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En Vogue

En Vogue

Along with Boyz II Men, En Vogue have set the standard for R&B vocal groups for over three decades. When the women debuted in 1990 to dazzling, chart-topping effect, they attracted comparisons to the Supremes, even though Terry Ellis, Cindy Herron, Maxine Jones, and Dawn Robinson shared lead vocals and intentionally designated no particular singer their Diana Ross. The Grammy-nominated group have always had more in common with fellow Oakland natives the Pointer Sisters, as they have drawn from all eras of R&B with convincing stylistic diversions and a knack for recalling the past and sounding current at once. En Vogue made their mark with Born to Sing (1990), Funky Divas (1992), and EV3 (1997), platinum albums featuring Top Ten pop hits such as "Hold On," "My Lovin' (You're Never Gonna Get It"), and "Don't Let Go (Love)." They've since released a handful of additional full-lengths, from Masterpiece Theatre (2000) to Electric Café (2018), while remaining active on-stage.

En Vogue were conceived and put together by producers Denzil Foster and Thomas McElroy, former members of Club Nouveau. Foster and McElroy wanted a vocal group who could exude sultriness and intelligence in addition to technical proficiency, and as producers, they wanted material that would fuse R&B and girl group traditions with contemporary new jack swing rhythms. The two held auditions and settled on a membership of Cindy Herron (a former Miss Black California), Maxine Jones, and Dawn Robinson. Terry Ellis auditioned later and made the group a quartet. Originally called 4-U, they first appeared on Foster & McElroy's 1989 album FM2 as Vogue, and then switched to En Vogue after learning of another group with the same name.

Born to Sing, En Vogue's debut album, appeared in 1990 and was the source of four major hit singles. "Hold On," "Lies," and "You Don't Have to Worry" all topped the Billboard R&B chart, while "Don't Go" reached number three. "Hold On" also crossed over and narrowly missed the top of the Billboard Hot 100. The parent release was eventually certified platinum and earned a Grammy nomination in the category of Best R&B Performance by a Duo or Group with Vocal. In between albums, Cindy Herron appeared in the film Juice. En Vogue returned in 1992 with Funky Divas. The album's wide array of styles, from pop and R&B to rap, rock, and reggae, was lauded in print and with a total of four Grammy nominations in the R&B, rock, and video fields. "My Lovin' (You're Never Gonna Get It)," "Giving Him Something He Can Feel" (written by Curtis Mayfield and originally performed by Aretha Franklin), and the hard-rocking "Free Your Mind" (the chorus of which quoted George Clinton) all went Top Ten pop, sending the album to multi-platinum status. En Vogue were in the Top Ten again in 1993, backing Salt-N-Pepa on their hit "Whatta Man" -- another Grammy-nominated recording.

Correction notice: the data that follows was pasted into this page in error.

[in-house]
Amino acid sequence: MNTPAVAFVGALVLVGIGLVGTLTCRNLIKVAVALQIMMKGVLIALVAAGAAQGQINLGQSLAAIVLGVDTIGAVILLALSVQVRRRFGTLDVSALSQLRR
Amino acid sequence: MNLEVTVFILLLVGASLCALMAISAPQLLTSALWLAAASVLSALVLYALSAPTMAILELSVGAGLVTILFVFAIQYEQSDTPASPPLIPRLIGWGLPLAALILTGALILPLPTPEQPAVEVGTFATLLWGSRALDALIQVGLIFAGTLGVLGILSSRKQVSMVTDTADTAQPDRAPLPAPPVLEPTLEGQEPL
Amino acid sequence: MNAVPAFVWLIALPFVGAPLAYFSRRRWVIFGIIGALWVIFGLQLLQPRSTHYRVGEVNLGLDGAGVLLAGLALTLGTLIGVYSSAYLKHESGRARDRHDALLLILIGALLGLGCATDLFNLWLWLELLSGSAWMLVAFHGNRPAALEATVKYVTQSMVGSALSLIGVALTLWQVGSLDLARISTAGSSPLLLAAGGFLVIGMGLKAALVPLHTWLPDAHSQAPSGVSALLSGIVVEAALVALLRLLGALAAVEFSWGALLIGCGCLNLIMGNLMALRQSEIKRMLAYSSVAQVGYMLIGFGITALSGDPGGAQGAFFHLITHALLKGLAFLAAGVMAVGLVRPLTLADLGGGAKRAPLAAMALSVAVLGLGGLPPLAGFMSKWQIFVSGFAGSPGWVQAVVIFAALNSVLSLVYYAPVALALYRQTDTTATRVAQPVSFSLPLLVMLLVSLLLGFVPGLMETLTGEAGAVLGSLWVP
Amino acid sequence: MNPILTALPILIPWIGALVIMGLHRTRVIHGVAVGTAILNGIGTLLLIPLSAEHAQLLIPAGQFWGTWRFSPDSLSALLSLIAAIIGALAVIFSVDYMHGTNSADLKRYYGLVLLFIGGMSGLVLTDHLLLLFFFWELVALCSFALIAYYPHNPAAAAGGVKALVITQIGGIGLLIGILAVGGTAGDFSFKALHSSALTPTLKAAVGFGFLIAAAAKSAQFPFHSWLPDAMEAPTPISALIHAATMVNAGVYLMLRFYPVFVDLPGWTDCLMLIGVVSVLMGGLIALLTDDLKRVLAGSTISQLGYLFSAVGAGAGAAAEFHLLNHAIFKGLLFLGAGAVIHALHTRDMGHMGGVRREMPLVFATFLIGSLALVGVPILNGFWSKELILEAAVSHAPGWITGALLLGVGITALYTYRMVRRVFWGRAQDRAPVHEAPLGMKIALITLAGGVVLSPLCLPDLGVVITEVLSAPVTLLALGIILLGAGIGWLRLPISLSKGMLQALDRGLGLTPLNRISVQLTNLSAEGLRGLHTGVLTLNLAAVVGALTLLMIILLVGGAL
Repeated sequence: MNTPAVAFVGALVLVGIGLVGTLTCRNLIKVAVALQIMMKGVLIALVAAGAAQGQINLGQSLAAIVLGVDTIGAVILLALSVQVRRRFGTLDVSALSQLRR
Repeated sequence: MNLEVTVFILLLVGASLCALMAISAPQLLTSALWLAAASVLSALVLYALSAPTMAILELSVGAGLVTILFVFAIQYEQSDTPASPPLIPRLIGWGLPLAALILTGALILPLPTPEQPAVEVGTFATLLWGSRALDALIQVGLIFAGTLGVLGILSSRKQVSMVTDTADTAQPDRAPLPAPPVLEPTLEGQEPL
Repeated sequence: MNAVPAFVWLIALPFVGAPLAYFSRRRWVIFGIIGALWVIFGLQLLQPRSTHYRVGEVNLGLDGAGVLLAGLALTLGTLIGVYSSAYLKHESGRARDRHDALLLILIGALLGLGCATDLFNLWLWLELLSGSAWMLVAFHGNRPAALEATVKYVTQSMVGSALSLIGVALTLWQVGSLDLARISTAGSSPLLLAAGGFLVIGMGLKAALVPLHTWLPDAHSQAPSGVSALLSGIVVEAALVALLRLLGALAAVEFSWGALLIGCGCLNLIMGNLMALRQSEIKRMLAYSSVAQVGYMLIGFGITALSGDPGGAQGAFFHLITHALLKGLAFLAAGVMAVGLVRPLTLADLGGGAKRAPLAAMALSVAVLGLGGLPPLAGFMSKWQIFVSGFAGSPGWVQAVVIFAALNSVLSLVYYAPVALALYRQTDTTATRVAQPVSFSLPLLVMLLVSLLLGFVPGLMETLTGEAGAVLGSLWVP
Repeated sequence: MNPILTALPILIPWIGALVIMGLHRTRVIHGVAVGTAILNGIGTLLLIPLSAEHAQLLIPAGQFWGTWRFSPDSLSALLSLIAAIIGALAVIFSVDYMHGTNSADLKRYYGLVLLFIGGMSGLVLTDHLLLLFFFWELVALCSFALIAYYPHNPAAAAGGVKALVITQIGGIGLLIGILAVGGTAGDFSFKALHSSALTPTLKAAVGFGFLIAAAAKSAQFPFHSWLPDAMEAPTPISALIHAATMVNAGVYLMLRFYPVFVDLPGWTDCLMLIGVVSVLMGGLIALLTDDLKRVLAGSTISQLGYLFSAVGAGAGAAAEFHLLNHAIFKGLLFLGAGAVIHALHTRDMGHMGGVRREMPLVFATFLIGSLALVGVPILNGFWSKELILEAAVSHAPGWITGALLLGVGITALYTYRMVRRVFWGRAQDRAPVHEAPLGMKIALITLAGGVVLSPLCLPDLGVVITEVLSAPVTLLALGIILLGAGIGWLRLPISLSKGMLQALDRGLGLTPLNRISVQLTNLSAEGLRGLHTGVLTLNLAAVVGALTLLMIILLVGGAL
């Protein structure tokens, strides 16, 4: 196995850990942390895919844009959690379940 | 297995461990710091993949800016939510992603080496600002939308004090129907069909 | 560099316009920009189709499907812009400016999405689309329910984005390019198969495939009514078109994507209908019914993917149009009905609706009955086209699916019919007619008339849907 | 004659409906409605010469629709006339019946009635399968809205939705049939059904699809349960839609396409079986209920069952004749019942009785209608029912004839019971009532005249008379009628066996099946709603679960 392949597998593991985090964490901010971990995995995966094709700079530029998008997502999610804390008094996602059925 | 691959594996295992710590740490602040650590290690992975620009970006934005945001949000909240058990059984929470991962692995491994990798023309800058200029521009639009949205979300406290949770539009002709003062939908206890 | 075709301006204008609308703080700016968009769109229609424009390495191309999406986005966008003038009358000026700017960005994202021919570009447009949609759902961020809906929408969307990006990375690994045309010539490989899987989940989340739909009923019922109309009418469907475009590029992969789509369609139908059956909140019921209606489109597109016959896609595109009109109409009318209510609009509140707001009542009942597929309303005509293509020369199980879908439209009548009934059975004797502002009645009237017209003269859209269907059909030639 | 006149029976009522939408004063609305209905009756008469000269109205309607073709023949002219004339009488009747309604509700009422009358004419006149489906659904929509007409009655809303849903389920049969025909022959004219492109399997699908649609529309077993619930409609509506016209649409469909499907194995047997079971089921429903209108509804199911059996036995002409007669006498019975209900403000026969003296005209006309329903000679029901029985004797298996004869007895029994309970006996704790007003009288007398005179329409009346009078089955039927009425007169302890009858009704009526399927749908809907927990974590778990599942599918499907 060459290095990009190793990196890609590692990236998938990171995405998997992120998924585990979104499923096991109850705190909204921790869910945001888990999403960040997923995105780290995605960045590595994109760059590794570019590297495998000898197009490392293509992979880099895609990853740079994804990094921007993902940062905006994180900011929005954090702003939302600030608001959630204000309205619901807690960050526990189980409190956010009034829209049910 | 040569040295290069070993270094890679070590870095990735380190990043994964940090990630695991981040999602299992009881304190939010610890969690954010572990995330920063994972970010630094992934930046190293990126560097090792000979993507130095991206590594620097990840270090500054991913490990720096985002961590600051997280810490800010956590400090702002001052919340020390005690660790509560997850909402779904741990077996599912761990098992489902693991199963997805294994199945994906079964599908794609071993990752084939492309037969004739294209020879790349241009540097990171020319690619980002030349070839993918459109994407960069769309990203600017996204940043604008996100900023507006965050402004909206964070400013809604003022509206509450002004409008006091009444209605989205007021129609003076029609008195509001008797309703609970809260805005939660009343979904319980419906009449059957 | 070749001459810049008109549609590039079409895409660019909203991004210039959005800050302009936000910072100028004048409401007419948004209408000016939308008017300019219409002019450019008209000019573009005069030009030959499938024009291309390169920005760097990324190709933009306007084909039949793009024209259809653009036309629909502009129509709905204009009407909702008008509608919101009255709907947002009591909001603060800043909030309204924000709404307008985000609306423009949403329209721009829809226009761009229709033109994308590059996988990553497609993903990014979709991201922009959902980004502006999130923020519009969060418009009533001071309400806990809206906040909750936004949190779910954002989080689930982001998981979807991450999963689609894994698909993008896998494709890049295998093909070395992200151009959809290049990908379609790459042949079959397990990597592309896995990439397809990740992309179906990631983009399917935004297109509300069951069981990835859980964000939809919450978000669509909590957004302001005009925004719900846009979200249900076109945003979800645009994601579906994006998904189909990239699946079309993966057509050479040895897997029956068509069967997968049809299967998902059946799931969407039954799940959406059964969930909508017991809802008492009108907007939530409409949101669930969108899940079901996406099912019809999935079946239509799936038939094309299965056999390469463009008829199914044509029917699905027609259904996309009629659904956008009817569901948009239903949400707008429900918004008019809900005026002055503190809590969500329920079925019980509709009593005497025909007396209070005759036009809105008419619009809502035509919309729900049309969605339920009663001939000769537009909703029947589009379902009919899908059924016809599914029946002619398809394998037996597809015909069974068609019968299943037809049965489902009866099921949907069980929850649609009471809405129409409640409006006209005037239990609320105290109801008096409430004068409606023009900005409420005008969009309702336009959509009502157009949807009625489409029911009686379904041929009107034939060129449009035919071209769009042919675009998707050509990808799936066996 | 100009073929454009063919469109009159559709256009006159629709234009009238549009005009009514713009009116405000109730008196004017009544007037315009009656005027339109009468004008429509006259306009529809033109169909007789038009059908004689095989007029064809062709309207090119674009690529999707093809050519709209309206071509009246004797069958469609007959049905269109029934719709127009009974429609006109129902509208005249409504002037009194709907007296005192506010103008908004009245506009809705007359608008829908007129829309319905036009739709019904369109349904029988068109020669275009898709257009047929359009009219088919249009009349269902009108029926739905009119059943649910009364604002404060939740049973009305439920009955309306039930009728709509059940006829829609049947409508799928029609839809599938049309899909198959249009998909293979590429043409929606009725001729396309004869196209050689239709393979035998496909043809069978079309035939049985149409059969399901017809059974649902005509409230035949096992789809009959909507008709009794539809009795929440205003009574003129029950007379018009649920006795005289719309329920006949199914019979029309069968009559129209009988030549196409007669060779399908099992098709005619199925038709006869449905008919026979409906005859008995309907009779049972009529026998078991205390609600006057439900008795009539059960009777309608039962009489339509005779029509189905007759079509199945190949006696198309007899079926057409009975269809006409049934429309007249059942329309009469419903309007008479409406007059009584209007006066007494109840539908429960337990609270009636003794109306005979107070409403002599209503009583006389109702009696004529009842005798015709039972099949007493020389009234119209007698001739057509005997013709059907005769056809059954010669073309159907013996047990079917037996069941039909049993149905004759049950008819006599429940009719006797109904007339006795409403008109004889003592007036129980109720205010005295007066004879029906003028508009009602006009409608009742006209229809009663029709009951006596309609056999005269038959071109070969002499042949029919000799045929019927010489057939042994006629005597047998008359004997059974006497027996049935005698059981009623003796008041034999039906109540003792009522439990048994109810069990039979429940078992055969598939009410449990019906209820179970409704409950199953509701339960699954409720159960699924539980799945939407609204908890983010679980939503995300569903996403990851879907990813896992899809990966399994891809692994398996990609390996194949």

En Vogue's third album took a few more years to materialize. In the meantime, they took part in the recording of "Freedom" for the Panther soundtrack and appeared in Batman Forever. Terry Ellis released the solo album Southern Gal. The group's burning "Don't Let Go (Love)," a collaboration with Organized Noize, Andrea Martin, and Ivan Matias, highlighted the soundtrack for Set It Off, and became a number two single in early 1997. That June, they released EV3, titled in reference to its place in their discography and the absence of Robinson, who left during the album sessions and went on to join Lucy Pearl. A change heralded by "Don't Let Go (Love)" was that the singers expanded their network of collaborators; although Foster and McElroy were still closely involved, roughly half of the album was made with other songwriters and producers, such as Babyface, Diane Warren, and David Foster. Like Funky Divas, EV3 peaked at number eight on the Billboard 200. "Whatever" and "Too Long, Too Gone" gave them their tenth and 11th Top 40 pop hits. Album four, Masterpiece Theater, was released in 2000. Only one single, "Riddle," was out before the plug was pulled on its promotion. En Vogue were informed after an interview that they had been dropped by their label.

Maxine Jones subsequently departed to take care of her family and was replaced in 2001 by Amanda Cole. In 2002, En Vogue returned with a contribution to the Deliver Us from Eva soundtrack and their first Christmas album, The Gift of Christmas, released on an independent label. Cole left the group in the middle of 2003 for a solo career. That September, the group reappeared for a small European tour with Jones temporarily in place of Cindy Herron (who had just given birth) and Rhona Bennett as a new member. Bennett, Herron, and Terry Ellis recorded the fifth proper En Vogue album, Soul Flower, issued in 2004 with the singles "Losin My Mind" and "Ooh Boy" faring best on Billboard's Adult R&B Airplay chart. The next several years were marked by numerous lineup changes, false starts, occasional performances, and legal battles over contractual obligations and the group's name. The lineup that made Soul Flower returned in 2018 with Electric Café. Foster and McElroy continued as the singers' primary partners with Raphael Saadiq and Ne-Yo among the other contributors. The set yielded another pair of charting singles with "Rocket" and "Reach 4 Me." Continuing to tour into the 2020s, En Vogue also performed as the queen cobra on The Masked Singer in 2022, the same year they were featured on the New Kids on the Block single "Bring Back the Time." ~ Andy Kellman & Steve Huey

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